Fish Water Willow For Early Fall Bass
Water willow is one of the most common forms of cover found across many of our local lakes, rivers and creeks here in the Southeast. This vegetation is often generically referred to as “grass” by many anglers, but what we’re all collectively calling grass is actually Justicia Americana, in case you’re interested in brushing up on your Latin. But as for me, and I imagine the majority of y’all reading this, this stuff is just plain ol’ good ol’ grass.
And grass grows and holds big bass.
This vegetation is one of the best types of cover to key in on as summer begins to fade into fall. Since it’s still hot and sunny, the bass love to tuck up in the shade of this stalky and sometimes matted grass. As the bass tuck up into this cover, the food comes to them in the form of migrating shad making their way to the backs of shallow pockets and creeks, as well as bluegill finding what they believe to be protected little sanctuaries to spawn, in the form of openings that occasionally occur where the water willow is sparse.
So both the late summer spawning bluegill and the early fall migrating shad are coming right to this cover where the bass can easily slip in and out to hunt down a meal. Now, you just have to insert a little something that looks like one of these two types of forage and add your bass plug into the food chain.
What you’ll want to do as quickly as possible when trying to establish a pattern in grass like this is figure out what the predominant forage is in the area. Hollow-body frogs, swim jigs, swimbaits and flipping baits all work really well at mimicking bluegill. While spinnerbaits, swim jigs, buzzbaits and toads do a good job of imitating shad. And the general rule of thumb is to go with darker baits like black and blue and green pumpkin when targeting fish relating to bluegill and lighter baits like white and chartreuse to mimic shad.
There are certainly times when both bait types will be present in an area. In these situations, it’s a good idea to mix a little of both bait groups in various colors into your rotation. But what you’ll still find almost every time is that the bass will be keying in on one of the baitfish over the other. So you may get a few bites on a white swim jig for instance, but find that the fish are eating a black-and-blue jig far better still, even though some of both baitfish are in the area.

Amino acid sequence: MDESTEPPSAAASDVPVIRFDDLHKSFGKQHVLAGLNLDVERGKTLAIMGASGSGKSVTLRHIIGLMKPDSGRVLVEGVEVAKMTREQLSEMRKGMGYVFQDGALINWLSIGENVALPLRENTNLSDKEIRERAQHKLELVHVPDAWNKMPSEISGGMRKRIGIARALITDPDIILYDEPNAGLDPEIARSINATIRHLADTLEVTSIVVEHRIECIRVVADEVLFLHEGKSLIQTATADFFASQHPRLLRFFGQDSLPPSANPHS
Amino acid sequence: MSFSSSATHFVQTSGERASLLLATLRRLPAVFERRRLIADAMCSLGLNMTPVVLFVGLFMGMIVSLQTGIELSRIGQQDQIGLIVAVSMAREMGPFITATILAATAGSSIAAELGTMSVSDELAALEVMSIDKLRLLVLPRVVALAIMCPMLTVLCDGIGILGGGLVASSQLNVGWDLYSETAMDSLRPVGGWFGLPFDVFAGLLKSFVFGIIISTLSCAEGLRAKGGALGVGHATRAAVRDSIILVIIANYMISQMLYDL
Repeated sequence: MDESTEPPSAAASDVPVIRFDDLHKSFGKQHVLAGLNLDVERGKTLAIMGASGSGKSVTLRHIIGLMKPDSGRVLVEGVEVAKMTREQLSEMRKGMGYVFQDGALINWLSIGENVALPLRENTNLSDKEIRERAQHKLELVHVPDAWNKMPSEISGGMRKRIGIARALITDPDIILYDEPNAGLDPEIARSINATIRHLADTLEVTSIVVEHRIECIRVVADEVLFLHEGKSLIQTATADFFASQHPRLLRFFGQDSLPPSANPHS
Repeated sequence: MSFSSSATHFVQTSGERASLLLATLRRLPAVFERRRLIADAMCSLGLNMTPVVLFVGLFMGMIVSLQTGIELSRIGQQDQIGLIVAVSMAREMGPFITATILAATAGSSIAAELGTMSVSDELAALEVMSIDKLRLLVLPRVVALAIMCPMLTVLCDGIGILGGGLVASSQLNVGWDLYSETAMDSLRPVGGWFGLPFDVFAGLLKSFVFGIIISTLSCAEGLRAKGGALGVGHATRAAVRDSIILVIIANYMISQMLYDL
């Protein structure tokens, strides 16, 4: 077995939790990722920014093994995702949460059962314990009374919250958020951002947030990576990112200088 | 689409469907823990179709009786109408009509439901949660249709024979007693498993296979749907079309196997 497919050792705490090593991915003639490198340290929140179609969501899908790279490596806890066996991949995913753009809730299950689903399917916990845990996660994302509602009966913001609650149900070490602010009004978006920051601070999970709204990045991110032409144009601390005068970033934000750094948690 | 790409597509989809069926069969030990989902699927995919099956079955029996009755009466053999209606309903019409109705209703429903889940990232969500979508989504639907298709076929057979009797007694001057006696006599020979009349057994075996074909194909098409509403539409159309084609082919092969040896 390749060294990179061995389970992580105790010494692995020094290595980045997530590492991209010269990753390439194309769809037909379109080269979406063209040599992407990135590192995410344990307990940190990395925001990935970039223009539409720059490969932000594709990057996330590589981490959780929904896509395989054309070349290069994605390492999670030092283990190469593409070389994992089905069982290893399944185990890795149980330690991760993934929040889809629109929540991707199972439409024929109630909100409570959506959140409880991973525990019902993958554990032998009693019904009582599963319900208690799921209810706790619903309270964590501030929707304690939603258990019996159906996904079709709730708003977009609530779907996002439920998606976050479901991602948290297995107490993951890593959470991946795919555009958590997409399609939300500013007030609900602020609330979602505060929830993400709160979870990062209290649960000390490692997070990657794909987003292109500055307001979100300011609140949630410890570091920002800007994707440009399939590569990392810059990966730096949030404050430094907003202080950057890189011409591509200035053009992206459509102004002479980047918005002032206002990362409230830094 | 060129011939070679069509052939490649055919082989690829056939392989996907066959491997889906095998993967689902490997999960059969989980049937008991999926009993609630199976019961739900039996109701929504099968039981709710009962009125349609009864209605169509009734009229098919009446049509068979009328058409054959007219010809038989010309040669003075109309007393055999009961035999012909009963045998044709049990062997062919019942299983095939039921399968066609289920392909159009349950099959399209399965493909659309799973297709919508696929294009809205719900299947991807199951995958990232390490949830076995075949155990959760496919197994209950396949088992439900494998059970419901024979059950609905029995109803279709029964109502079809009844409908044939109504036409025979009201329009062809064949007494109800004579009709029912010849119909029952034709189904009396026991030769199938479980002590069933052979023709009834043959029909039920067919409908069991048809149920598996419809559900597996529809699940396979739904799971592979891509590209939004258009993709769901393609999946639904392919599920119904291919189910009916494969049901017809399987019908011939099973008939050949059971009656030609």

Most of the time when fishing water willow in the early fall, a swim jig and a hollow-body frog comprise the most deadly of duos. Add to this combo a punching setup to plunge into any thicker mats that you may occasionally come across, and you have a pretty good offering to present to the bass. You’ll often find this type of vegetation blanketing long stretches of shoreline, so covering water efficiently is key.
A swim jig gives you a great bait to cover water with, without being quite as aggressive as a buzzbait or spinnerbait. So you can still move along at a pretty good pace, but you will have fewer short strikes and missed blowups like you’d see with those bladed baits, especially in hotter water with clear skies. If a summer storm does roll in, that’s when it’s a good idea to move over to a spinnerbait or buzzbait and start paralleling the edge of the grass. The fish loosen up a little bit with the rain and wind, become more aggressive and are more willing to venture out of the grass and chase a bait.
As you make your way down a line of water willow, you’ll want to keep an eye out for targets, which will become easier and easier to identify the more you fish this type of vegetation. Water willow can be a little overwhelming to fish when there are miles and miles of it lining the shore. But when you get on the trolling motor and get up there alongside the edge of it, you’ll start to see little points, pockets, thin spots, mats, wood and other targets stick out.
If you pay close attention to where your bites are coming, you can develop a pattern around a set of these targets. For instance, there are times when the little points in the water willow will hold fish better. And you can start to focus on those points while covering the long stretches in between the points a little quicker. You still don’t want to skip the dead stretches entirely, as a big one could be anywhere. But the points are higher-percentage places, so they require a more deliberate approach.
This is when swapping baits really comes into play. The same is the case for wood anytime you see it in grass. If you’re covering water with a swim jig and come up to a small limb or tree laying in the grass, it’s a good idea to slow down a bit, pick up a light Texas-rigged flipping bait, and pitch it to the log. If you come across five pieces of wood like this in a hundred-yard stretch of grass, you’ll likely get four or five bites.
Applying the same principle, it’s a good idea to swap over to a hollow-body frog for some targets, as well. Early and late in the day, bass will eat a hollow-body frog really well around water willow. So using it to target the points and little pockets in the grass can be particularly productive—and very exciting.